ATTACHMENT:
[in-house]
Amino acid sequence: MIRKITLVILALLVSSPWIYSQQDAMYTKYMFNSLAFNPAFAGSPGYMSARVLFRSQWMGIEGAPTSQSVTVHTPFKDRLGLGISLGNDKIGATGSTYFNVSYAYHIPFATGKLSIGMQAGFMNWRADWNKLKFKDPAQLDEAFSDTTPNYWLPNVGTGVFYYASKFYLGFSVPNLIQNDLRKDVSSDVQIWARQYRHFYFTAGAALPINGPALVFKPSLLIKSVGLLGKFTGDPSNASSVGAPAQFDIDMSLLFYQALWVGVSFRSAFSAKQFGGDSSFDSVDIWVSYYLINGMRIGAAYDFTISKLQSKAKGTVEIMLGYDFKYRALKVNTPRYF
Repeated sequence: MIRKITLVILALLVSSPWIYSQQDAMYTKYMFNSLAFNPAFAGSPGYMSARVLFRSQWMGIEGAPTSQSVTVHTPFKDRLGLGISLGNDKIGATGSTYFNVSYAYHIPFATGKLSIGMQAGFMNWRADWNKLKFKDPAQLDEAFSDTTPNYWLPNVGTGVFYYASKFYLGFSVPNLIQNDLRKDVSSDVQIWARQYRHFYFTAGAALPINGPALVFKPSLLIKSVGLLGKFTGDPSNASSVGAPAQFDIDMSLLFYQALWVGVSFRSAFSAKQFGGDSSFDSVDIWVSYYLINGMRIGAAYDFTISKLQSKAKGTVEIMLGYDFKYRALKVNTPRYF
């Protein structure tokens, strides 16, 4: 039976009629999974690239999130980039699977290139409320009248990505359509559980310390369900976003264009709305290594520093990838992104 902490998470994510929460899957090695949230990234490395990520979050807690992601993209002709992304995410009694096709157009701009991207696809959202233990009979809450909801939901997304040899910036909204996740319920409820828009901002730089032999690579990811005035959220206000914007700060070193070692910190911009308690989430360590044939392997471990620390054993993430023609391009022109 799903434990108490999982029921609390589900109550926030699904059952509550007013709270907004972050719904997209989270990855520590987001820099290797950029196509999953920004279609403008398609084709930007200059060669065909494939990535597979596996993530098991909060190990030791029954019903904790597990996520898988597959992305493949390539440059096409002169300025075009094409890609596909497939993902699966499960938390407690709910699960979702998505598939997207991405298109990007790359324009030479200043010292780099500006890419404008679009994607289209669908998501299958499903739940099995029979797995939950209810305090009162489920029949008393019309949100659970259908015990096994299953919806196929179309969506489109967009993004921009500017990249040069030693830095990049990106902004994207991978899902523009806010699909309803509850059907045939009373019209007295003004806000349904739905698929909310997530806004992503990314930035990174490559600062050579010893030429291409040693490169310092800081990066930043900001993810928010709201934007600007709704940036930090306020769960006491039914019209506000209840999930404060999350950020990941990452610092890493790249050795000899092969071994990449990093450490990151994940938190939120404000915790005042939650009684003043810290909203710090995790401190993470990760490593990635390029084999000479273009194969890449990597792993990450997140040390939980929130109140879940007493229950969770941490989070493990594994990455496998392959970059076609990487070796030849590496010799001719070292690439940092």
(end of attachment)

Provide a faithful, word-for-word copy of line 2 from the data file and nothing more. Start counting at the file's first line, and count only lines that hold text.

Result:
Amino acid sequence: MIRKITLVILALLVSSPWIYSQQDAMYTKYMFNSLAFNPAFAGSPGYMSARVLFRSQWMGIEGAPTSQSVTVHTPFKDRLGLGISLGNDKIGATGSTYFNVSYAYHIPFATGKLSIGMQAGFMNWRADWNKLKFKDPAQLDEAFSDTTPNYWLPNVGTGVFYYASKFYLGFSVPNLIQNDLRKDVSSDVQIWARQYRHFYFTAGAALPINGPALVFKPSLLIKSVGLLGKFTGDPSNASSVGAPAQFDIDMSLLFYQALWVGVSFRSAFSAKQFGGDSSFDSVDIWVSYYLINGMRIGAAYDFTISKLQSKAKGTVEIMLGYDFKYRALKVNTPRYF